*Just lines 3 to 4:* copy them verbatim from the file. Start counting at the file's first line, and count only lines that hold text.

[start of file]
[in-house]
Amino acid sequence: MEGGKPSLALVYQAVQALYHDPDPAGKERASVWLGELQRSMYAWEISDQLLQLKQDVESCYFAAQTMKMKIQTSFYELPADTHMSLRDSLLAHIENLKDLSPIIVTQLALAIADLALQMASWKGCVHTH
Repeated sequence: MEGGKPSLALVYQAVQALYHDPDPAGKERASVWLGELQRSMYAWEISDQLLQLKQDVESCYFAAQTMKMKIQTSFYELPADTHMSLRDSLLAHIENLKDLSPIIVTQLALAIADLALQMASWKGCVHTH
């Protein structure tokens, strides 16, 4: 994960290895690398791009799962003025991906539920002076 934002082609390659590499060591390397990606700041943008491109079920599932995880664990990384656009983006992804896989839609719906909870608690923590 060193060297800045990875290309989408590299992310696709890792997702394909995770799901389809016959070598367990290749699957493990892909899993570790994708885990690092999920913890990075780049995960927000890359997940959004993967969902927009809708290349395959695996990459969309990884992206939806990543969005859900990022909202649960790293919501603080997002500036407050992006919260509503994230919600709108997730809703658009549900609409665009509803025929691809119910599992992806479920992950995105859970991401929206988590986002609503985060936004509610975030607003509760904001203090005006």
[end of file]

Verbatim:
Repeated sequence: MEGGKPSLALVYQAVQALYHDPDPAGKERASVWLGELQRSMYAWEISDQLLQLKQDVESCYFAAQTMKMKIQTSFYELPADTHMSLRDSLLAHIENLKDLSPIIVTQLALAIADLALQMASWKGCVHTH
């Protein structure tokens, strides 16, 4: 994960290895690398791009799962003025991906539920002076 934002082609390659590499060591390397990606700041943008491109079920599932995880664990990384656009983006992804896989839609719906909870608690923590 060193060297800045990875290309989408590299992310696709890792997702394909995770799901389809016959070598367990290749699957493990892909899993570790994708885990690092999920913890990075780049995960927000890359997940959004993967969902927009809708290349395959695996990459969309990884992206939806990543969005859900990022909202649960790293919501603080997002500036407050992006919260509503994230919600709108997730809703658009549900609409665009509803025929691809119910599992992806479920992950995105859970991401929206988590986002609503985060936004509610975030607003509760904001203090005006």